at 13, dressed up in her ballet clothes, and I had a print made out and gave it to

her. She signed it and gave it to me as a gift to thank me for the donation.

If a piece is in my collection which I keep in London then why not let the rest of

world enjoy it. The gold set probably belonged to Jayavarman VII. I feel strongly

pieces should be in the place they belong. In the speech I gave at the hand over

I urged others to donate back too. I know most of the world wide collectors. No one

has come forward yet, they seem a bit reluctant.

Will you donate more pieces?

Yes. I'd like to donate a Khmer bronze. I mentioned to [Deputy Prime Minister] Sok

An at the ceremony that I would like to donate more pieces. He asked when.

Why is it so important to give Khmer artifacts to Cambodia?

A necklace and a fragment of belt were the only pieces of gold the National Museum

of Cambodia had and they were lost at the time of the civil war. The safe was blown

open and the only two pieces of gold they had were stolen. One can give a ring but

I thought this [royal regalia] much more significant. It is being placed in the museum's

main hall-turn left as you come in and walk to end of that room, they will be just

before the pre-Angkorian stone section.

Photos supplied

One of the statues restituted.

Where did you find these particular antiquities?

I found them in Europe in a collection with a dealer. That was 22 years ago. They

are both important to me. They were the only gold set I had. But also it was significant

for what it is-recognizable as being something used by Jayavarman VII.

Have you spent much time in Cambodia previously?

I was there two weeks before the Khmer Rouge came in, I was almost abducted. I got

into a taxi and was trying to go to the Swedish Embassy. Then two guys got in on

each side of me. I felt warning bells ringing, I was very uncomfortable and so I

pushed them out and got out of taxi. I rang the Ambassador and he said they must

have seen I was wearing a nice watch and were probably planning to kidnap me. It

was a difficult time then. I used to come here often though, to go to see the museum.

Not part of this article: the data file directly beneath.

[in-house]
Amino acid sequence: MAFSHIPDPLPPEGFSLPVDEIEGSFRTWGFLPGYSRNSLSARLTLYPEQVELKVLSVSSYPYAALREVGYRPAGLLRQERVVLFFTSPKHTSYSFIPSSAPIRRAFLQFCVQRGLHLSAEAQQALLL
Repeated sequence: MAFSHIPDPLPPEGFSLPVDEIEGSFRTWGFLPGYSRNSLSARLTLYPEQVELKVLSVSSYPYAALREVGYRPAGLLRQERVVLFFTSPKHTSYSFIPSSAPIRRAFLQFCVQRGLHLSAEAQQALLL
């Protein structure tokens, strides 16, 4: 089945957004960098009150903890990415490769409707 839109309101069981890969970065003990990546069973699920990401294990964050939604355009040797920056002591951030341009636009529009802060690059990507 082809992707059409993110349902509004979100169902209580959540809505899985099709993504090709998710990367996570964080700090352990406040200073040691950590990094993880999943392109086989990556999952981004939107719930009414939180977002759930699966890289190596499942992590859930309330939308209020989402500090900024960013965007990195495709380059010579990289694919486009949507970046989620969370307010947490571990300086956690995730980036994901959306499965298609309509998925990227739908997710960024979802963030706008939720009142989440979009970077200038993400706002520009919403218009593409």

Let's go back to bodybuilding. What are the problems facing the sport here?

No one is interested in Cambodian bodybuilding. I am trying to help them find sponsors

to get to Hong Kong. One of the bodybuilders-Sok Sopheak-he could get top five if

he trains. They don't use steroids. In Asia they are very strict about athletes using

drugs. Cambodian bodybuilders certainly don't use steroids-they don't even have money

for food supplements. I bamboozled the Raffles in Phnom Penh into giving them chicken

and eggs before the last competition. It took some persuading and negotiating but

they agreed to supply the team with boiled chicken and eggs-really, just the hotel's

leftovers, it wasn't like they were asking for caviar-on a daily basis for two months

before the competition. Sok Sopheak did very well- he is the best they have.

Is bodybuilding a growing sport?

The bodybuilding at the South East Asian games went well. Thailand got four medals.

This has started to happen since I became involved - before then they could only

compete at small events which were held at the weekend in temples. We are always

looking for sponsors. On this trip I raised $4,000 for the Cambodian team. In July

the Asian Championships will be held in Hong Kong. I want to send one Thai and one

Cambodian to compete.

Is this a good sport for Asians?

Yes, it is easy for Cambodians and Thais to succeed. In Western countries people

are larger so they excel in the heavier classes -85 kilos and upwards. But in Europe

it is rare to find many low weight athletes. South East Asians can really do well

internationally in the lighter weight categories.